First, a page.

Once again, we only have speculation in the face of official secrecy and
conspiracy. In fact, this time they have not announced the completion of
an extensive process of "popular consultation", though it was conducted
– at least in a formal manner — for several months in 2013, before the
creation of the new Work Code currently in effect. The time span between
the April 2015 "partial elections" and the enactment of the new
Electoral Law was not clearly established either, though judging from
the official information that was disclosed we can assume it will be brief.
In principle, the announcement has accomplished the government's
purpose: to not awaken dangerous expectations among Cubans, especially
after the wave of enthusiasm that seized many with the December 17th
announcement about the restoration of relations between Cuba and the U.S.
In that vein, subsequent statements by the General-President during the
last meeting of CELAC cooled the wildest fires, and, at the same time,
they have widened the gap between the Government and citizens. No doubt
that the olive green tower has proven that the hope for effective
changes for Cubans focuses more in the future steps of the "enemy"
government than in the "actualization of the model" endorsed by mediocre
Raulista reforms. The Revolution has become a succession of failures,
and today the old Sierra Maestra combatants and their side troops sense
that the smallest of openings could end in a loss of control.
It is fair to say that the fears of those in power are well founded.
Wouldn't it be right to expect that the multiparty system requirements
or, at least, a strong controversy about the one-party system would
emerge from an extensive debate by Cuban society? Are we not in a
favorable scenario for claiming genuine democratic participation and
transparent general elections to replace the electoral farce practiced
for the past 40 years? Obviously, the elderly leaders will not want to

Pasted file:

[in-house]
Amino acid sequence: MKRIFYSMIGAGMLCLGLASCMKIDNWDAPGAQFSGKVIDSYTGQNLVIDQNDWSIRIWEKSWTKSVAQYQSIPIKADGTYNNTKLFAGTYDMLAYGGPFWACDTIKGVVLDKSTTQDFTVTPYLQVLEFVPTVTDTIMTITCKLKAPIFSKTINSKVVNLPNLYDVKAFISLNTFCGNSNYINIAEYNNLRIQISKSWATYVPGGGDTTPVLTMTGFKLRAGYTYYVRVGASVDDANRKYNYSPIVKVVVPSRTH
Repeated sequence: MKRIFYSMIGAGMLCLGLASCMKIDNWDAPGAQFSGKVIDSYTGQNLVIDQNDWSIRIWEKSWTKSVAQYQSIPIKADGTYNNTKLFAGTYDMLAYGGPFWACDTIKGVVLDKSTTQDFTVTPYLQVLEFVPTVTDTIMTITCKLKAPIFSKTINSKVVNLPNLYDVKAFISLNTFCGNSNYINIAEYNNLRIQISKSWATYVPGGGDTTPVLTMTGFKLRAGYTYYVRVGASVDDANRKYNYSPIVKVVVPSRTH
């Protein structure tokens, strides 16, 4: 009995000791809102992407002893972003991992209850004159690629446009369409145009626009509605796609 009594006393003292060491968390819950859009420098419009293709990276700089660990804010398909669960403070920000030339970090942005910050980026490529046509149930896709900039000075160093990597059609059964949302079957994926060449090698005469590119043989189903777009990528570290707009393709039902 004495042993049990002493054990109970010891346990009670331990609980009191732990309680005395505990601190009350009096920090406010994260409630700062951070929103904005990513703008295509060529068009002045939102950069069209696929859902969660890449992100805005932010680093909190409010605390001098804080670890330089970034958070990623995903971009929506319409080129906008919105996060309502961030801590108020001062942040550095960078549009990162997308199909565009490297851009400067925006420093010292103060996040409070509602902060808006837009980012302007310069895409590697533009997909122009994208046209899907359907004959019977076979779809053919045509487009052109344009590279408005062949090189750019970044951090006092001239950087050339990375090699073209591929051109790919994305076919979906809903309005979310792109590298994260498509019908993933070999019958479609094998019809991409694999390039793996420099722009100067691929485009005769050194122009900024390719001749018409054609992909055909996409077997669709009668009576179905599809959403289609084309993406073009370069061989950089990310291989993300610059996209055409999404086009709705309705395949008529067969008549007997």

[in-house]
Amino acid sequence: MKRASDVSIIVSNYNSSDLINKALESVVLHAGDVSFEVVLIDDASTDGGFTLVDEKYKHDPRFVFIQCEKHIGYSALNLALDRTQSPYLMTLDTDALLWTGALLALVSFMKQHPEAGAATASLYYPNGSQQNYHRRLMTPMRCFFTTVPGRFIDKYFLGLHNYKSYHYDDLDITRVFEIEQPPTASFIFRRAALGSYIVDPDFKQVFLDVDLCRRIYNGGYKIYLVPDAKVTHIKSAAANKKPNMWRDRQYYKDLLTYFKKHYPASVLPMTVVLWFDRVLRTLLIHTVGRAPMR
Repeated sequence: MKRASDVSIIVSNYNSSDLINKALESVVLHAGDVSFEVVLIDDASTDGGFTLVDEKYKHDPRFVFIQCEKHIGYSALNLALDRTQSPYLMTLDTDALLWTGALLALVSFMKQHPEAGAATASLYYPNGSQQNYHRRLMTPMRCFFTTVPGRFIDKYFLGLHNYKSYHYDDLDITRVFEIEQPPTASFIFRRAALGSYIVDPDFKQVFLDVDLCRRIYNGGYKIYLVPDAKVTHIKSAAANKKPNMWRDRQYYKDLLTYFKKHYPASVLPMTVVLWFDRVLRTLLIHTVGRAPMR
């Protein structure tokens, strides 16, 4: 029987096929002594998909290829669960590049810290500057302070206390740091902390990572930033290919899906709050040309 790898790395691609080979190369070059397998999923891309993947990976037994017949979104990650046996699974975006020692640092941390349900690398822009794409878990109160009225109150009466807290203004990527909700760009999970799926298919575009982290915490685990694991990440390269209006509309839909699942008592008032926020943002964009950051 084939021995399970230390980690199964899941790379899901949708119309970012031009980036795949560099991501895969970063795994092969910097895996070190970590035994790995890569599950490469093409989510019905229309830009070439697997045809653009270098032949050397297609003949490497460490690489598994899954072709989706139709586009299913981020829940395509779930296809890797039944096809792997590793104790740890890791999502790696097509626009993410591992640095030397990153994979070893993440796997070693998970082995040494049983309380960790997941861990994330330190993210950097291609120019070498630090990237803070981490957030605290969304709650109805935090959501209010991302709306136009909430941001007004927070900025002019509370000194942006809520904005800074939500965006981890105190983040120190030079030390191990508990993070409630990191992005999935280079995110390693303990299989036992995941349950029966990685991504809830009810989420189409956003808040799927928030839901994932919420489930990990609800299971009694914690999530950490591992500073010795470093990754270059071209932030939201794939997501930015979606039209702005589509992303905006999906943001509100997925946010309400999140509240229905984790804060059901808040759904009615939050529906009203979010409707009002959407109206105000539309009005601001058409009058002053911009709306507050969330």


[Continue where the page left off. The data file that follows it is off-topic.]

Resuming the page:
take too many risks.
For now, it seems impossible to imagine what "new" democratic clauses
the same dictatorship that has dominated life and property for 56 years
has in store for us. In any case, the sacred scriptures say that you
cannot pour new wine into old wineskins.
Everything indicates that the new electoral law will yet another plot of
the power and its claque, just a hasty move to bolster up the makeup
that minimally covers the dictatorial nature of the regime, and to
silence the scruples and demands of the nations gathered at the Americas
Summit this fast approaching April. Presumably, the olive green cohort –
who might do away with uniforms and decorations and dress impeccably in
civil garb for the occasion — will brag about the partial election
results and offer the new electoral code as irrefutable proof of his
willingness to change and his democratic calling. If it weren't so
twisted, such a pathetic pantomime would be laughable.
However, we could be facing a dangerous move here that would entail a
high cost for the democratic aspirations of the Cuban people. Civic
orphan-hood and generalized apathy are the best cards the Havana regime
is counting on. It is urgent that public opinion be alerted about a
possible ploy that – in the style of "eternal socialism" style — would
only want to artificially postpone the end of the most persistent and
pernicious dictatorship of the many that have blossomed in this Hemisphere.
Source: New Electoral Law: New Wine in Old Wineskins? / Miriam Celaya |
Translating Cuba -
http://translatingcuba.com/new-electoral-law-new-wine-in-old-wineskins-miriam-celaya/ Continue reading
BY DAVID ADAMS AND ARSHAD MOHAMMED
WASHINGTON Fri Feb 27, 2015 7:11pm EST
After Cuba talks, U.S. optimistic embassies could open by April
Cuba says progress made at normalization talks with U.S.
(Reuters) - Cuba and the United States held a second round of talks on
Friday toward normalizing ties, and both sides said they made good
progress, although they did not set a date for renewal of diplomatic
relations that Washington severed 54 years ago.
Going into the talks, Communist-ruled Cuba pushed to be removed from a
U.S. list of state sponsors of terrorism. But Washington said that while
it was reviewing Cuba's place on the list, the designation should not be
linked to the negotiations on renewing relations and opening embassies.
The head of Cuba's delegation to the talks, Josefina Vidal, said
afterward that removal from the list was not a pre-condition for renewal
of diplomatic ties.
But it was "a priority" for Cuba, she said, adding it would be "very
difficult to say that we have re-established relations with our country